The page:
• Type 3: upstream AR required
    Example: If the switch determins to perform AR upstream, type 3 message is sent to the upstream AR point. The upstream AR point can be one-hop neighbour of the switch or a point multi-hop away.

The notification message includes source IP, destination IP, notification type and flow key. Source IP is the ip address of the switch which sends the notification. Destination IP is the ip address of the destination which will handle the notification message. Notification type is one of the above 3 types. Flow key is the information of the flow to be handled, such as 5-tuple information.

6.3. Behavior of network switches

6.3.1. Identify congestion type

When congestion is detected, network switch judge whether it is in-cast congestion.

If congestion occurs at the switch egress port, and the switch is the last-hop switch to destination host, it is determined that the congestion is incast congestion. The flows causing incast congestion are identified as incast flow.

There may have other methods to identify congestion type. This document does not make limitation on that.

6.3.2. Notify CC congestion

When in-cast congestion is determined by the network switch, it generates type 1 notification messages for each identified flow, and sends the notification messages to source hosts of the flows. When CC congestion is eliminated, the switch sends type 2 notification messages to the source hosts.

6.3.3. Notify upstream point to perform AR

When it is determined to perform AR, but network switch cannot do it locally and AR indicator in the data packet shows availability to do AR upstream, a type 3 notification message is sent to upstream point according to AR indicator.

6.3.4. Perform congestion control

Network switch performs congestion control in below cases.

  • It is identified as in-cast congestion.

  • It is not identified as in-cast congestion, but adaptive routing cannot be used because there is no available new path for traffic switching either locally or upstream.

This document does not limit which CC mechanism is performed.

6.3.5. Perform adaptive routing

Network switch performs adaptive routing in below cases.

  • The packet is not in-cast traffic. CC indicator in data packet is used to determine if it is in-cast traffic.

  • Type 3 notification message is received. According to flow information in the notification, new path is selected for the subsequent packets of the flow.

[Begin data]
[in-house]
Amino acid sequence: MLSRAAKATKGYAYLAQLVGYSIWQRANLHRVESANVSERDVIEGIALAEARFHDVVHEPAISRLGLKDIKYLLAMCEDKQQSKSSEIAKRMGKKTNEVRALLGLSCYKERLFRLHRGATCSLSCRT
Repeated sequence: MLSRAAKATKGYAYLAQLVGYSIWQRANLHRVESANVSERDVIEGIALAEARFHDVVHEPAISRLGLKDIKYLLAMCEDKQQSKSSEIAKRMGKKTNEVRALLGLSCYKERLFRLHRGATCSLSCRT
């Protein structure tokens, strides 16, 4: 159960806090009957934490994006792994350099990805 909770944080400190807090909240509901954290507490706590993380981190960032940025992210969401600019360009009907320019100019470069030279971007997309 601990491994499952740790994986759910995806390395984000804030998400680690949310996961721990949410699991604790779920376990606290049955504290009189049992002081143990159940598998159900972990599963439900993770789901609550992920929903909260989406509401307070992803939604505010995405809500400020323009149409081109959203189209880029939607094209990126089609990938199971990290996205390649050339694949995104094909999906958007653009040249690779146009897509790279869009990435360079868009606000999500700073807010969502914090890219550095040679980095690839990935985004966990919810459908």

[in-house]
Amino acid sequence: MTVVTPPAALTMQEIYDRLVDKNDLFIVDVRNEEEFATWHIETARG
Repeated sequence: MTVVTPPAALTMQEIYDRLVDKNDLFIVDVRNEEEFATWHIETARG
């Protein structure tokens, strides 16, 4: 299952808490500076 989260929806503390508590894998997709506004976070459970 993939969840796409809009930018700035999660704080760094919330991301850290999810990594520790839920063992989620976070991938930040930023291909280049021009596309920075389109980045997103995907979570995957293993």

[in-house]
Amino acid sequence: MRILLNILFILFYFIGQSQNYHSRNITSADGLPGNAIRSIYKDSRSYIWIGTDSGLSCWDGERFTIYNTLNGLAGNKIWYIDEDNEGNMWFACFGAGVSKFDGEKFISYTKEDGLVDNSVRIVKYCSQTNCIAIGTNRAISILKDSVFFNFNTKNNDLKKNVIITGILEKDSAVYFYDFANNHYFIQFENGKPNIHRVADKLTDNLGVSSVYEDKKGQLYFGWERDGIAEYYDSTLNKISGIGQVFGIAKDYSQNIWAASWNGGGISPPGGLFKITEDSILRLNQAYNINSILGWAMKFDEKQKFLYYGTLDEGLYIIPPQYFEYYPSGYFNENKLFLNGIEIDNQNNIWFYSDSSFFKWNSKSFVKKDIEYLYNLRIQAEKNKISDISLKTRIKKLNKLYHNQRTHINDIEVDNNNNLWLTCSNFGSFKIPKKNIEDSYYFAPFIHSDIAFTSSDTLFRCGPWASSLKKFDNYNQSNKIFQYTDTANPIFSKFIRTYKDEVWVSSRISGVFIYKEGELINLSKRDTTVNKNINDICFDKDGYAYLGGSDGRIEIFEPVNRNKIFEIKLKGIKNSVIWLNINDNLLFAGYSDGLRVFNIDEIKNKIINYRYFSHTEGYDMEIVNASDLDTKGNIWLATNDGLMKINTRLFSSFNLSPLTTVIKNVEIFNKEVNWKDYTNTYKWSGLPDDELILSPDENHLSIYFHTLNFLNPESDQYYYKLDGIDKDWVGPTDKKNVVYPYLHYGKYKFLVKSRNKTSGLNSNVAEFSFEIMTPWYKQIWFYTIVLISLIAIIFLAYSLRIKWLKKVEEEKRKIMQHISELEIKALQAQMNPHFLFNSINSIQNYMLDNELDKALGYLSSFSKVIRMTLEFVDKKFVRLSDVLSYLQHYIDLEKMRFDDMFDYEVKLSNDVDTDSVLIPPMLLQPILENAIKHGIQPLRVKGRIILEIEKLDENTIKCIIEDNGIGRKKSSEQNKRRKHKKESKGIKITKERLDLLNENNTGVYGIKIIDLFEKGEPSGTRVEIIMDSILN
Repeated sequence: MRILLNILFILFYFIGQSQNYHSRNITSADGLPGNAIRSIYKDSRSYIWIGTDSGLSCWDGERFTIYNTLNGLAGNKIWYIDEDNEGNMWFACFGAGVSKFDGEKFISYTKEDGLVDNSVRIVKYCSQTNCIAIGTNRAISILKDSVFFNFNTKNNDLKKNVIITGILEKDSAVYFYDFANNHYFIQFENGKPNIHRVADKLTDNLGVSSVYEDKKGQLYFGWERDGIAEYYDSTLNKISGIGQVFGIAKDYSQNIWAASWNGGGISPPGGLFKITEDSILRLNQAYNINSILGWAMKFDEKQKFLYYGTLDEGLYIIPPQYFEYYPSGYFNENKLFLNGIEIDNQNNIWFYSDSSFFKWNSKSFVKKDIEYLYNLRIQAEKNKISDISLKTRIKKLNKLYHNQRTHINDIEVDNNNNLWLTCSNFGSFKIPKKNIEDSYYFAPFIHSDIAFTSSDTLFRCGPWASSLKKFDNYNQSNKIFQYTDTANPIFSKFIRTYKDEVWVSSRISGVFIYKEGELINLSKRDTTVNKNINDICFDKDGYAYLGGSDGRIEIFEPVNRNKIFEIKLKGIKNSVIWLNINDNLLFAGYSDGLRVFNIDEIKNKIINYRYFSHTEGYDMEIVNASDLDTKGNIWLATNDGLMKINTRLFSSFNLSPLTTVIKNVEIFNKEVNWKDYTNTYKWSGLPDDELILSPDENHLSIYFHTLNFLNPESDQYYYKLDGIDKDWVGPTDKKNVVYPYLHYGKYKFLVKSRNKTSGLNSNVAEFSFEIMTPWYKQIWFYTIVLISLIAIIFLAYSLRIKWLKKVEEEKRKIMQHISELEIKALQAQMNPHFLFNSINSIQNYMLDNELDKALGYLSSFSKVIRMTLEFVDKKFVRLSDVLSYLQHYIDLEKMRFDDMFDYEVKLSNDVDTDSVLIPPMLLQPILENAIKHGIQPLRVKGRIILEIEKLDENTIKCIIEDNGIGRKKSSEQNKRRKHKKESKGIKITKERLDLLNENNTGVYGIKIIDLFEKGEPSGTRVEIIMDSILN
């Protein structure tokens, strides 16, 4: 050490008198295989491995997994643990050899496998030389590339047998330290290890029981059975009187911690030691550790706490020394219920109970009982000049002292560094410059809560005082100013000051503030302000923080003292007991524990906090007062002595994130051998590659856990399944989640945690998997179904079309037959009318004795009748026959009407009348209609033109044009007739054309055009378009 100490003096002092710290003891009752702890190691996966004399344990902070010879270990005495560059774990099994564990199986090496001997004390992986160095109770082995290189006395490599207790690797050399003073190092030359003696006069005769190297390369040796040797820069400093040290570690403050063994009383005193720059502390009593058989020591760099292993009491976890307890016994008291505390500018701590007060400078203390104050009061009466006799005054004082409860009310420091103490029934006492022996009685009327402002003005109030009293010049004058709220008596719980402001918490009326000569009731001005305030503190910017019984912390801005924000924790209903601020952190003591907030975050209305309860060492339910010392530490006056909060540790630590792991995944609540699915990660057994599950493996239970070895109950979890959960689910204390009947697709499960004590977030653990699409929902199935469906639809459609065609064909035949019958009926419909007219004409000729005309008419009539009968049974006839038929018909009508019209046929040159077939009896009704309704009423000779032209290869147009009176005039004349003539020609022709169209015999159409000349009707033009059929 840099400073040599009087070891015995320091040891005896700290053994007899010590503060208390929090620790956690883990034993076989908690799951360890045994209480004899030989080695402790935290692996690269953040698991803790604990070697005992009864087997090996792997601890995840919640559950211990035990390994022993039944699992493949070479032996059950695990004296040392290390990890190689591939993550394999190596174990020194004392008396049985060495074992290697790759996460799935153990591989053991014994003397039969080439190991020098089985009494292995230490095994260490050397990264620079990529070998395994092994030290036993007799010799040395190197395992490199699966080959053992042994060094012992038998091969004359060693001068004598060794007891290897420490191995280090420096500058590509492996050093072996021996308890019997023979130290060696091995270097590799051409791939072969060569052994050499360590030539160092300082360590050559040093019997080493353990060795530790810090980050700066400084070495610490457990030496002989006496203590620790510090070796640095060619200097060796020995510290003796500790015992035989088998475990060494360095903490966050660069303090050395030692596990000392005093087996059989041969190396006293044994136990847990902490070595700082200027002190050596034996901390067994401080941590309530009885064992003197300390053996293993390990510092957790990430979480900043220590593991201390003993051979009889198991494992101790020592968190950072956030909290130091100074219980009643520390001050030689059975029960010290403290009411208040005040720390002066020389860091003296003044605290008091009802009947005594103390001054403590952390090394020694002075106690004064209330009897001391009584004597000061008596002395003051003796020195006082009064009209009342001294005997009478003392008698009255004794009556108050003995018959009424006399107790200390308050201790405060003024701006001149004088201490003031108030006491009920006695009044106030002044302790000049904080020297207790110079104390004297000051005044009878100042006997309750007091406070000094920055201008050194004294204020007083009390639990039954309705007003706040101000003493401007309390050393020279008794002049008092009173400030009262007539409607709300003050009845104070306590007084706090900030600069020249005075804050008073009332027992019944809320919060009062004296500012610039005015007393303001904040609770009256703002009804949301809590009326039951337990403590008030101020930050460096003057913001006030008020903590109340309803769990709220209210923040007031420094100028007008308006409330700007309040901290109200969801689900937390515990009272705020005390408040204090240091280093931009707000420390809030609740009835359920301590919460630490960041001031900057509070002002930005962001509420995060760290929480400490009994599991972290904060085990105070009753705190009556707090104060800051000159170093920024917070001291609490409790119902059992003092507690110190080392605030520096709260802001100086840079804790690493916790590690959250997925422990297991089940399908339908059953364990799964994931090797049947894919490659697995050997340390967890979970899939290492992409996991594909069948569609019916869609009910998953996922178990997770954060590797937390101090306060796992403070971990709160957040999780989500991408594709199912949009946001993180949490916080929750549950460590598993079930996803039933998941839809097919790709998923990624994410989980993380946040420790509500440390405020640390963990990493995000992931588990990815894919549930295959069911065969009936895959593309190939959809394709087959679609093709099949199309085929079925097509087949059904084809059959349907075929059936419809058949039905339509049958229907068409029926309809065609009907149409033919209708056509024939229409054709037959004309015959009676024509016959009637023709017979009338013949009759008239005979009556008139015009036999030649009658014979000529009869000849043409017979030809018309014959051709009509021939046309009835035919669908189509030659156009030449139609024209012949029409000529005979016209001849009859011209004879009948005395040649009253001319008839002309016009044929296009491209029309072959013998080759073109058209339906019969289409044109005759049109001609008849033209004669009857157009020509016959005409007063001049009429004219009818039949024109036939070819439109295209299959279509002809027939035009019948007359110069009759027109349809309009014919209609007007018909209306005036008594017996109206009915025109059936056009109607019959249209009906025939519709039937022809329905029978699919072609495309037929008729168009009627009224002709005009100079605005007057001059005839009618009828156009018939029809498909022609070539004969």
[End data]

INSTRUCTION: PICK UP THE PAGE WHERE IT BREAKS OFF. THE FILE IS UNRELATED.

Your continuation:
In order to enable upstream AR, it is required to update AR indicator in data packets hop by hop. When a data packet arrives at the network switches,

  • if there are several local light-loaded paths available for AR on the switch, the switch updates AR indicator in the data packet to itself, such as its own ID. Then the switch selects the appropriate local path to send the data packet. This document does not define algorithm of local path selection. It depends on routing strategy on the network switch.

  • If there is only one local light-loaded path available for AR, network switch can only select that path for traffic. AR indicator in the data packet will not be updated.

  • If there is no local light-loaded path, network switch gets upstream AR availability by reading AR indicator in the data packet. If AR indicator indicates upstream point can perform AR, network switch generates type 3 notification message and sends it directly to the corresponding upstream point. Otherwise, network switch triggers congestion control mechanism, such as set ECN in data packet.

6.4. Behavior of source hosts

When receiving type 1 notification message, source host sets CC indicator of the subsequent packets for the corresponding flow.

When receiving type 2 notificiation message, source host unset CC indicator of the subsequent packets for the corresponding flow.

When receiving type 3 notification message, source host performs AR on the subsequent packets for the corresponding flow.

When receiving congestion control signals and the CC indicator is set, source host performs CC on the flow.

7. An example of end-to-end procedure

Network topology is shown in Figure 1. This is a 4 layer fattree topology. There are n computing racks and m switching racks. Computing racks have source hosts, layer 1 switches and layer 2 switches. Swithcing racks contain layer 3 and layer 4 switches.

      Switching Rack 1    Switching Rack m
      +---------------+   +---------------+
      |L4-1-1...L4-1-e|   |L4-m-1...L4-m-e|
      |  | \    / |   |   |  | \    / |   |
      |  |  \  /  |   |   |  |  \  /  |   |
      |  |   \/   |   |   |  |   \/   |   |
      |  |   /\   |   |...|  |   /\   |   |
      |  |  /  \  |   |   |  |  /  \  |   |
      |  | /    \ |   |   |  | /    \ |   |
      |L3-1-1...L3-1-d|   |L3-m-1...L3-m-d|
      +--+-----------\    +-/----------+--+
         |            \    /           |
         |             \  /            |
         |  ......      \/     ......  |
         |              /\             |
         |             /  \            |
         |            /    \           |
      +--+-----------/      \----------+---+
      |L2-1-1...L1-1-c|    |L2-n-1...L2-n-c|
      |  | \    / |   |    |  | \    / |   |
      |  |  \  /  |   |    |  |  \  /  |   |
      |  |   \/   |   |    |  |   \/   |   |
      |  |   /\   |   |... |  |   /\   |   |
      |  |  /  \  |   |    |  |  /  \  |   |
      |  | /    \ |   |    |  | /    \ |   |
      |L1-1-1...L1-1-b|    |L1-n-1...L1-n-b|
      |  +        +   |    |  +        +   |
      | H-1-1... H-1-a|    | H-n-1... H-n-a|
      +---------------+    +---------------+
      Computing Rack 1     Computing Rack n

Figure 1: Network Topology

8. Security Considerations


9. IANA Considerations


10. References

10.1. Normative References

Bradner, S., "Key words for use in RFCs to Indicate Requirement Levels", BCP 14, RFC 2119, DOI 10.17487/RFC2119, , <>.
Leiba, B., "Ambiguity of Uppercase vs Lowercase in RFC 2119 Key Words", BCP 14, RFC 8174, DOI 10.17487/RFC8174, , <>.

10.2. Informative References

Ravi, A., Dukkipati, N., Mehta, N., and J. Kumar, "Congestion Signaling (CSIG)", Work in Progress, Internet-Draft, draft-ravi-ippm-csig-01, , <>.
"Congestion Control for Large-Scale RDMA Deployments", , <>.
"TIMELY: RTT-based Congestion Control for the Datacenter", , <>.
"PLB: Congestion Signals are Simple and Effective for Network Load Balancing", , <>.

Authors' Addresses

Yunping(Lily) Lyu
Yuhan Zhang
Mengzhu Liu